Within Our Gates tells the melodramatic and somewhat convoluted tale of Sylvia Landry (played by the peerless Evelyn Preer), a young African American woman who endeavors to raise money to save a school for black children in the rural south. Much like The Birth of a Nation, Micheaux’s story alternates between scenes taking place in the north and the south and also cuts back and forth between action occurring in separate locations in order to generate a suspenseful climax. The climactic scene in Within Our Gates however is rendered even more complex by containing a lengthy flashback to Sylvia’s youth (and thus involves cutting across time as well as space) and, specifically, the events that led to her adoptive black parents being lynched by an angry white mob. This lynching scene is intercut with an equally horrifying scene where Mr. Gridlestone, a villainous middle-aged white man, attempts to rape the young Sylvia before recognizing a scar on her chest that identifies her as his own illegitimate daughter. This disturbing near-rape occurs ironically beneath a portrait of America’s Great Emancipator, Abraham Lincoln.

Mr. Gridlestone’s attempted rape of Sylvia reverses the ideology of Griffith’s The Birth of a Nation:

In The Birth of a Nation, the actions of the Ku Klux Klan are justified (and even valorized) as necessary in order to combat the threat of potential assaults on white civilians (particularly white women) by supposedly dangerous black men. The complex and clever intercutting of the climax of Within Our Gates unpacks this racist ideology by showing the historical reality of who did the lynching as well as who represented the real sexual menace. Upon its initial release, Within Our Gates garnered its own Birth of a Nation-style controversy, including a protracted two month battle with Chicago’s local censorship board that virtually guaranteed the film would play to packed houses when it eventually opened in early 1920.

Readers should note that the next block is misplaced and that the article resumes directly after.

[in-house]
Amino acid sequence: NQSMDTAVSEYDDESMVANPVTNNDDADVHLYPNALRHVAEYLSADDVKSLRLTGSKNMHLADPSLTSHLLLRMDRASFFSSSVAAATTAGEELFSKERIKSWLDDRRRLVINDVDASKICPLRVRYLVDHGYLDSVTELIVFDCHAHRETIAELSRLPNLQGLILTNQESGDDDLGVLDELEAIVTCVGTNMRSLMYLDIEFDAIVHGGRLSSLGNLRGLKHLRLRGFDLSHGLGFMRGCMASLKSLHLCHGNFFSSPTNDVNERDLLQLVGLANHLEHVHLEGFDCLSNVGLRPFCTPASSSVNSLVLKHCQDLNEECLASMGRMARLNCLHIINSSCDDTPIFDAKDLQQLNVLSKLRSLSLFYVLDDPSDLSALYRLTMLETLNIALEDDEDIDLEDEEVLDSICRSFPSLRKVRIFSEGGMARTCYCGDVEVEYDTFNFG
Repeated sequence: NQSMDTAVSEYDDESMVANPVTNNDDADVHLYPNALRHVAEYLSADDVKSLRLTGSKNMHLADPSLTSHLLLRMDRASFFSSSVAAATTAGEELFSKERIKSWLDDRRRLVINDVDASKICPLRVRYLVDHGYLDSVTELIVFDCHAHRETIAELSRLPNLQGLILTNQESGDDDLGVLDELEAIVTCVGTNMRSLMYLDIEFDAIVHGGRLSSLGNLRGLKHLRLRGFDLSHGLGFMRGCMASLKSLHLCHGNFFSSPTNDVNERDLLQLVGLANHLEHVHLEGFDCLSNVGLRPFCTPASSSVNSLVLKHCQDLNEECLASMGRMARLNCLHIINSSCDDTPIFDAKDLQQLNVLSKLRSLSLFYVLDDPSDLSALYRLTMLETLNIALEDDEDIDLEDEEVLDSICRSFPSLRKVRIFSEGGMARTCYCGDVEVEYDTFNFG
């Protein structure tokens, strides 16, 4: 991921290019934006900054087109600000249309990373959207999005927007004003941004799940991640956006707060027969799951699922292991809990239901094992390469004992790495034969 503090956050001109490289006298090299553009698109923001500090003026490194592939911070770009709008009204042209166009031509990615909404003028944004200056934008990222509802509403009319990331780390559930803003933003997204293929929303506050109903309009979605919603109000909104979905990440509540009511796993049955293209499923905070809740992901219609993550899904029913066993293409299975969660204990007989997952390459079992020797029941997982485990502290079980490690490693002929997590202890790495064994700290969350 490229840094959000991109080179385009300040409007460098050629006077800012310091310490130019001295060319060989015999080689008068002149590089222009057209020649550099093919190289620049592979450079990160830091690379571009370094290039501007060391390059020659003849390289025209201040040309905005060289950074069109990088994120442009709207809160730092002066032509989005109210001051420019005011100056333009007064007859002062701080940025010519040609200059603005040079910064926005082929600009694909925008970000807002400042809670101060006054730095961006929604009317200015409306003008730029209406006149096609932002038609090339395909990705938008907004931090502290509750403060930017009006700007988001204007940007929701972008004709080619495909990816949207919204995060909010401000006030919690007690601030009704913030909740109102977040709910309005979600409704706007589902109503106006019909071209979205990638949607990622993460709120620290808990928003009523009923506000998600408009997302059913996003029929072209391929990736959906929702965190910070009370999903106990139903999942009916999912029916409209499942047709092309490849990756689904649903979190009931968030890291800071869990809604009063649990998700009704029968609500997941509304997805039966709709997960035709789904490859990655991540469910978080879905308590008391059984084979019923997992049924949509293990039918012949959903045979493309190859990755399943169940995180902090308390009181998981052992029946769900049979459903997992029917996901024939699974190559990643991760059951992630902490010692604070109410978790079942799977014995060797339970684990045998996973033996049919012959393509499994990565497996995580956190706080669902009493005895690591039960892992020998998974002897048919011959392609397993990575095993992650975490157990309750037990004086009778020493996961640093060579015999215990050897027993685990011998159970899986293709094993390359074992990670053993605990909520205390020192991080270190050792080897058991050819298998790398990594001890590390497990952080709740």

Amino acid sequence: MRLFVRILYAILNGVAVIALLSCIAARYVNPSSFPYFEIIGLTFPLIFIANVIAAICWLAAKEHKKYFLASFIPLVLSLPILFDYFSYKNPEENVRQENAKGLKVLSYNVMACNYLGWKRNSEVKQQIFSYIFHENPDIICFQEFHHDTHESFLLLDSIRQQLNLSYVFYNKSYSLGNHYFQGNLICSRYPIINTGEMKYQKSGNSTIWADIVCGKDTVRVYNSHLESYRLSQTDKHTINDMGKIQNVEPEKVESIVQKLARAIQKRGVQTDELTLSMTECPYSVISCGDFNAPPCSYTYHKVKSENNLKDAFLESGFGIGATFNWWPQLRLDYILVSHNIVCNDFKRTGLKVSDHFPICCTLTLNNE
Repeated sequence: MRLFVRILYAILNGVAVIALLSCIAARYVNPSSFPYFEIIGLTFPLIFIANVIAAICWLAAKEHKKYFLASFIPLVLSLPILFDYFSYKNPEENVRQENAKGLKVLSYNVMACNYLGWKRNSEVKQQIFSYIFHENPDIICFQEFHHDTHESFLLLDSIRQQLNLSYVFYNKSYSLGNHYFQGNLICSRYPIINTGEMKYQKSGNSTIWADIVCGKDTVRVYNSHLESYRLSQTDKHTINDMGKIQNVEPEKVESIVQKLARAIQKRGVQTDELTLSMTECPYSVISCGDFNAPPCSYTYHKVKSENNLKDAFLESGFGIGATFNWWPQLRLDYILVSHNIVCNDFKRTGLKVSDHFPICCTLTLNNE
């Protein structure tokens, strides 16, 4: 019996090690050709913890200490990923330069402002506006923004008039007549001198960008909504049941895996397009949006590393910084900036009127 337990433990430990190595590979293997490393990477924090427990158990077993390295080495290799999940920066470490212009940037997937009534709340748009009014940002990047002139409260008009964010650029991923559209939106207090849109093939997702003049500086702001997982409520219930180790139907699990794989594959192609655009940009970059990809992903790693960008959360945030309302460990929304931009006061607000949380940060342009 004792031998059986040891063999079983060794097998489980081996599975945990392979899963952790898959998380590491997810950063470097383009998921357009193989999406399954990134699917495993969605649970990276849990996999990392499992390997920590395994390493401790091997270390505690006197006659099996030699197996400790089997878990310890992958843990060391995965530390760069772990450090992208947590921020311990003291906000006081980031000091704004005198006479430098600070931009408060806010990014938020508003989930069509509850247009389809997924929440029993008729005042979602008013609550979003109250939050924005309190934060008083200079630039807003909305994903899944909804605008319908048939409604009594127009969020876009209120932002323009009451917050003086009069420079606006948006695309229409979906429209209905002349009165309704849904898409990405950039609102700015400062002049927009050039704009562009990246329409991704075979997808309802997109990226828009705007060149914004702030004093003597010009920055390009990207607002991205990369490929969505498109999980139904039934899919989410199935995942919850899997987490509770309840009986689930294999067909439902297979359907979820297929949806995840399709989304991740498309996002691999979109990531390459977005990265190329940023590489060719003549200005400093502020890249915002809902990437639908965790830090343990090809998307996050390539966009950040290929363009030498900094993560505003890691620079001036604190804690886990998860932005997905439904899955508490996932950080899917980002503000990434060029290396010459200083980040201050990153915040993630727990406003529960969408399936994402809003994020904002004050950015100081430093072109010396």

Like The Homesteader, Within Our Gates was thought to be a lost movie until a single print was discovered in Spain (under the title La Negra) in the late 1970s. Restored by The Library of Congress in 1993, the film is still only an approximation of Micheaux’s original vision; sadly, all 15 of Micheaux’s surviving pictures exist today only in truncated form, typically a result of censorship boards excising material deemed inflammatory (although oftentimes such decisions were made arbitrarily). Even more remarkable than the movie itself is the fact that Within Our Gates was merely one of the earliest steps in a directorial career that lasted thirty years and comprised approximately forty five features (by far the most prolific career of any black filmmaker of the era). Micheaux would go on to be the first director to cast the great Paul Robeson in a film (1925’s Body and Soul), the first to make an “all-talkie” race movie (1931’s The Exile) and he would continue to make films undaunted, even under the threat of looming bankruptcy and occasionally in the face of scathing criticism by the black press, until shortly before his death in 1951.

The Oscar Micheaux story deserves to be much more widely known and his films deserve to be more widely seen. Throughout his career, Micheaux’s fortunes rose and fell, the quality of his output varied wildly and his battles with local censorship boards were legendary. But he was indefatigable and resilient. He had to be; Micheaux spent decades touring the country with his movies, which he self-distributed out of the trunk of his car, oftentimes while staying one step ahead of his creditors. And he did it all during an age when independent film production was not considered a viable career path for anyone in America, much less a black man. Today Micheaux is honored with a star on the Hollywood Walk of Fame and an annual film festival in Gregory, South Dakota. Unfortunately, there is nothing in Chicago to mark the addresses where he shot his first movies. The Micheaux story is yet another chapter in the remarkable but too little known history of early film production in Chicago.

If anyone has any information regarding the location of “Capital City Studios,” the Chicago studio where Within Our Gates was allegedly shot, please contact me at


About michaelgloversmith